Record your income and indicate the budget being subtracted from it for each period.

Making adjustments

The goal of every budget planner is to devise a balanced budget. Make sure your income must be greater than your expenses. To determine if your budget is balanced, you have to subtract the sum total of all your fixed and variable expenses from your income for each month.


The Balanced Budget: If your income is greater than or at least equal to your expenses, there is a high probability that you have been handling your finances responsibly. Your next step will be to make sure that you put your leftover funds to work for you such as investing in a business of choice. It may be tempting to spend the extra money, but as long as you have unrealized savings goals or debts, there is no such thing as "spare money." Instead, pay down your mortgage and debts, and add to your savings. 


The Unbalanced Budget: If you find yourself in a situation where you are spending more than your income, you have some serious work to do. Start by examining your variable expenses. You will have to cut down on this spending first such as cutting back on entertainment, meals out, clothing, and personal care products. If your budget is still not balance, try cutting back on fixed expenses too. For example, you can rent a room (instead of an apartment) or take on a roommate to share your bills. Or, maybe, you have to opt for a cheaper or more fuel-efficient car. Another option will be to take on a part-time job, doing overtime, switching jobs, or starting a home-based business to increase your income.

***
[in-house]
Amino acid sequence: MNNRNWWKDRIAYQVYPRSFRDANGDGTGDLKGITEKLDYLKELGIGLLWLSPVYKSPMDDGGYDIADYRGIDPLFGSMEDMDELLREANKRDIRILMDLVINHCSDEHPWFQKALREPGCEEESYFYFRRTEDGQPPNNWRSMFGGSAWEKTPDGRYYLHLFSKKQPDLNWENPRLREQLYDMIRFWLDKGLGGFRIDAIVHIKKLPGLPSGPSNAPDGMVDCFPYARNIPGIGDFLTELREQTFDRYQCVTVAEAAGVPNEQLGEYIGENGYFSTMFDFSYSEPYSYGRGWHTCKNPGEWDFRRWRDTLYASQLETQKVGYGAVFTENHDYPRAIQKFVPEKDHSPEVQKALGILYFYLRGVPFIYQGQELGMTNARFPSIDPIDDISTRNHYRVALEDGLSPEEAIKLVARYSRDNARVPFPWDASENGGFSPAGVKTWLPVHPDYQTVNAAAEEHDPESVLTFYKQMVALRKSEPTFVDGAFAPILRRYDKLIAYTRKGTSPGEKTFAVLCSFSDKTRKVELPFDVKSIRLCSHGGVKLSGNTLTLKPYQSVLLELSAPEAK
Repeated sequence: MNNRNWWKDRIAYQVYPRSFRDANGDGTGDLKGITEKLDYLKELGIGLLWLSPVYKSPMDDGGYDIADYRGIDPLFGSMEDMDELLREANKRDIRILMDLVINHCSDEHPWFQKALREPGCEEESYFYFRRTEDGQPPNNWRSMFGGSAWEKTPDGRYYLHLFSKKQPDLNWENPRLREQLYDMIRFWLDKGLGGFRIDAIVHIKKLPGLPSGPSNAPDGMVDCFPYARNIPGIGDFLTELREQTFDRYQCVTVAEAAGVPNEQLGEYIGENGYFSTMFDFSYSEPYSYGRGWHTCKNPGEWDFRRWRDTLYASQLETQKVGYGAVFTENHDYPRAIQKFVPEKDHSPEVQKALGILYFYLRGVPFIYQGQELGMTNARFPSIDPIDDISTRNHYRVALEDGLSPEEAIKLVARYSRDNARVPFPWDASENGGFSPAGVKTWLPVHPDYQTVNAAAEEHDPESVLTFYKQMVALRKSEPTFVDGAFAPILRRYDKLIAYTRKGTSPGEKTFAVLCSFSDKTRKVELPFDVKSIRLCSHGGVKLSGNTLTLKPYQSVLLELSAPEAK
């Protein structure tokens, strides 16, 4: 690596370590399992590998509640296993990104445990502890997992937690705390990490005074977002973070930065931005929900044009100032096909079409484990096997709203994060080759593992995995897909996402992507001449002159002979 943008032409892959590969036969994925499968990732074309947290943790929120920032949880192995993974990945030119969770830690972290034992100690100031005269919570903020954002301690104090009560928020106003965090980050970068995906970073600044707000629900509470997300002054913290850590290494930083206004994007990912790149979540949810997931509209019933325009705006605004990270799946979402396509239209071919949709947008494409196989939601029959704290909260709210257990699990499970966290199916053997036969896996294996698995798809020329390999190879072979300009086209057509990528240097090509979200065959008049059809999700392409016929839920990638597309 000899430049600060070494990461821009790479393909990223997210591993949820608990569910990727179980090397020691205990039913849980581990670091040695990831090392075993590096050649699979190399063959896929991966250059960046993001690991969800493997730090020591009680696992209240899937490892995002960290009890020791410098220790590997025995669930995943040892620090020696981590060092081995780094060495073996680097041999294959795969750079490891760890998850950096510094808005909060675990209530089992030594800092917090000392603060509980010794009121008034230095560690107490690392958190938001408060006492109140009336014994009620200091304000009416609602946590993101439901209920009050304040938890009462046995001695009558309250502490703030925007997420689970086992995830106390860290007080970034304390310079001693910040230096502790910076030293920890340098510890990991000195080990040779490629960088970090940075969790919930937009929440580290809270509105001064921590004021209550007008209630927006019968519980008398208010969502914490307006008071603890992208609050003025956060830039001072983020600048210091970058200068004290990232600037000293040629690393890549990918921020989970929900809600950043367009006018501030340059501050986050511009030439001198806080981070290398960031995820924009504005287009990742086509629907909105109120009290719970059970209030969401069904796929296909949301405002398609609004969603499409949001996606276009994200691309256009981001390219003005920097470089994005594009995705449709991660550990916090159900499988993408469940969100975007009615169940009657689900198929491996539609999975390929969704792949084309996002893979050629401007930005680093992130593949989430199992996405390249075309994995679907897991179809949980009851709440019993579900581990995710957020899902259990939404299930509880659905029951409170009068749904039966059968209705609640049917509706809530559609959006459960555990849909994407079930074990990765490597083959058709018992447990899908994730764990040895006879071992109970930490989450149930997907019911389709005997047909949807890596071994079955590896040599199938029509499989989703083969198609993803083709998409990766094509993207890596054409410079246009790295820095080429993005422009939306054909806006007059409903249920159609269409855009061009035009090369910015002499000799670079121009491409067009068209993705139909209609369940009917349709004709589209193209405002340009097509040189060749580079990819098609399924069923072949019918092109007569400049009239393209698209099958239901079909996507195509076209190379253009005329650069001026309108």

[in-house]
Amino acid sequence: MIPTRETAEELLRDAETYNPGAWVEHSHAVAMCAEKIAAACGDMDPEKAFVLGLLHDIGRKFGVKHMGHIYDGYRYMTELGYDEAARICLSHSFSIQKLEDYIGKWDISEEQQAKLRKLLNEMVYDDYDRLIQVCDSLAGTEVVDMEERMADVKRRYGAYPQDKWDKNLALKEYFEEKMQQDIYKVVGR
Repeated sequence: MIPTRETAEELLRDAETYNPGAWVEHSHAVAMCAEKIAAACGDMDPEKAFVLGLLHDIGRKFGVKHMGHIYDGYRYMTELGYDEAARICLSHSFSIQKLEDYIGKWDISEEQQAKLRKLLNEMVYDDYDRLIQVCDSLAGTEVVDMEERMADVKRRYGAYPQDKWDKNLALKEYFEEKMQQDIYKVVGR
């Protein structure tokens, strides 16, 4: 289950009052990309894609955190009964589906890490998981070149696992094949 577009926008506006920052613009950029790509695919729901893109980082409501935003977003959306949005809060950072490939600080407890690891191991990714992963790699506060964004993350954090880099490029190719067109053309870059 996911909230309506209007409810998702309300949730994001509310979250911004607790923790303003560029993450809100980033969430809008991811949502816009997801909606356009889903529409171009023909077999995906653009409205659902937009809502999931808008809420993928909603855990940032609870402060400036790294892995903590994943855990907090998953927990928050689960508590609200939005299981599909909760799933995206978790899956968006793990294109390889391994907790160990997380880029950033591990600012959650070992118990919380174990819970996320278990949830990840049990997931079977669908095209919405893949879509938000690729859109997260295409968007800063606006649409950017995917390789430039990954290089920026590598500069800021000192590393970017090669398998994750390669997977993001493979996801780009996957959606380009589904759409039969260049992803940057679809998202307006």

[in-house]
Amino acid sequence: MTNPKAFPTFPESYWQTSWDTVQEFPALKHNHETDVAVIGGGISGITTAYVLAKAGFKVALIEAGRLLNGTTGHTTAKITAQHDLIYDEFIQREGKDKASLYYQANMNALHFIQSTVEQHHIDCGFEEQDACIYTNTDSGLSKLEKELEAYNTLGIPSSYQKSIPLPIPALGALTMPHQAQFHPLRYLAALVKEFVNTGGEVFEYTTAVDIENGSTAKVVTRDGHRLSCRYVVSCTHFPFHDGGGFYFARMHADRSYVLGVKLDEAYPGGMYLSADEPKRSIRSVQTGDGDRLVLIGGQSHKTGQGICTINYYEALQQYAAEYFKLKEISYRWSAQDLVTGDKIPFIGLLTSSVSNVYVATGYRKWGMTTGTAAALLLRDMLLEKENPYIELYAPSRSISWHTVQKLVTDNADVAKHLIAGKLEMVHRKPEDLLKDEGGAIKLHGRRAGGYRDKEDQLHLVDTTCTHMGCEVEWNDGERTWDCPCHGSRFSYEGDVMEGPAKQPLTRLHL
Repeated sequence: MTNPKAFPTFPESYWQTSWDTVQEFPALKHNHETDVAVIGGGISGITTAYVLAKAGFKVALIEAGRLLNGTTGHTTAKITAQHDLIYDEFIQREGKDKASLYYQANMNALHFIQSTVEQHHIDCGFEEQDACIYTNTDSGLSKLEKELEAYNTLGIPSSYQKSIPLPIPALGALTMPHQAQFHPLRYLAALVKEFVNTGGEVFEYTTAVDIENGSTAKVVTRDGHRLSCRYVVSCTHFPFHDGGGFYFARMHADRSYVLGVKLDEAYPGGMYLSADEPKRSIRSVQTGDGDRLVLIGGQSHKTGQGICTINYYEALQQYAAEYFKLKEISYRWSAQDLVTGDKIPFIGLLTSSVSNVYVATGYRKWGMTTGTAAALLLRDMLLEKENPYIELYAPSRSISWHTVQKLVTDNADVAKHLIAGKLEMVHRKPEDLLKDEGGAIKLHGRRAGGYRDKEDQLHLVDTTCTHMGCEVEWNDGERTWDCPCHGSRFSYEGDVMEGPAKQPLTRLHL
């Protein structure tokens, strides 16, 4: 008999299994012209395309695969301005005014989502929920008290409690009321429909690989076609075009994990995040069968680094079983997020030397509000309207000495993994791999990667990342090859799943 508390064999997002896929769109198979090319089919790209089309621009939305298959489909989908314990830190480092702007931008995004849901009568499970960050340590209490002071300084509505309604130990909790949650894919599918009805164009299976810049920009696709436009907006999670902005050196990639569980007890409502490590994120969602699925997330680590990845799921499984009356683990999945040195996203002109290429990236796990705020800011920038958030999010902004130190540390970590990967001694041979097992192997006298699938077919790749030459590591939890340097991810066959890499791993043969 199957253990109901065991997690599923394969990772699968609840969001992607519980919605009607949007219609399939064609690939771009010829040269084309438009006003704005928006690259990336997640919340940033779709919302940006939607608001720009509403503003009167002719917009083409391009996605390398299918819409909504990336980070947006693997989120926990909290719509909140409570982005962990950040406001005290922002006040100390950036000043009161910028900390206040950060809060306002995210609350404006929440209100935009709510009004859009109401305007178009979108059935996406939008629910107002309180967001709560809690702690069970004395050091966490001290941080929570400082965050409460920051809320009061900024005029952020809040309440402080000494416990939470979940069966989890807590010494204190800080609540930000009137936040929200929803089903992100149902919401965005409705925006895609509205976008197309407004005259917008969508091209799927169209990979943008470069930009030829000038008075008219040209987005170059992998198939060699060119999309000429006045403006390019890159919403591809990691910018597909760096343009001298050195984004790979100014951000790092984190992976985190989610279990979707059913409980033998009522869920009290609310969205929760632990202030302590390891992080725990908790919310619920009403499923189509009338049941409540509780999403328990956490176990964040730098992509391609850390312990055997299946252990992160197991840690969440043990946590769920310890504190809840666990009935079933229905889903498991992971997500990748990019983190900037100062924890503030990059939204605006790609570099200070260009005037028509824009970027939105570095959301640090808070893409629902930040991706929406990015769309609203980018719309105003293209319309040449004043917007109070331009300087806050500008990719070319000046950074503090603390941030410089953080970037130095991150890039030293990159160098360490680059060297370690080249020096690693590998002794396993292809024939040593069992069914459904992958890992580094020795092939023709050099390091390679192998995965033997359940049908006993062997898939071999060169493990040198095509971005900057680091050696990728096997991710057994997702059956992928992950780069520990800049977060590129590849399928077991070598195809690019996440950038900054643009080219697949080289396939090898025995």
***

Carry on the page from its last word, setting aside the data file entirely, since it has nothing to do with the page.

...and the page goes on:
Evaluate continually:

Our financial situation is never constant but constantly changing; therefore, it is necessary to make alterations to your monthly budget worksheet from time to time. For example, if you pay off a debt, get a better pay job, or make some other life change, you have to rework your budget using your new information. And remember, debt repayment and savings are always your number one priority.


Find a Method to Track Your Budget

At this point, you know what exactly is your income, have calculated how much you spend, and divided out into a budget plan that works for your specific situation, it's time decide on how you'll track everything each month.

You may prefer carrying around a small notepad and pen to quickly jot down transactions or you may prefer to track your daily spending on a mobile app. Some of the best options are:

Microsoft's monthly budget is a free templates you can easily download Mint is a completely free mobile app and web-based service. 
You Need a Budget's desktop software.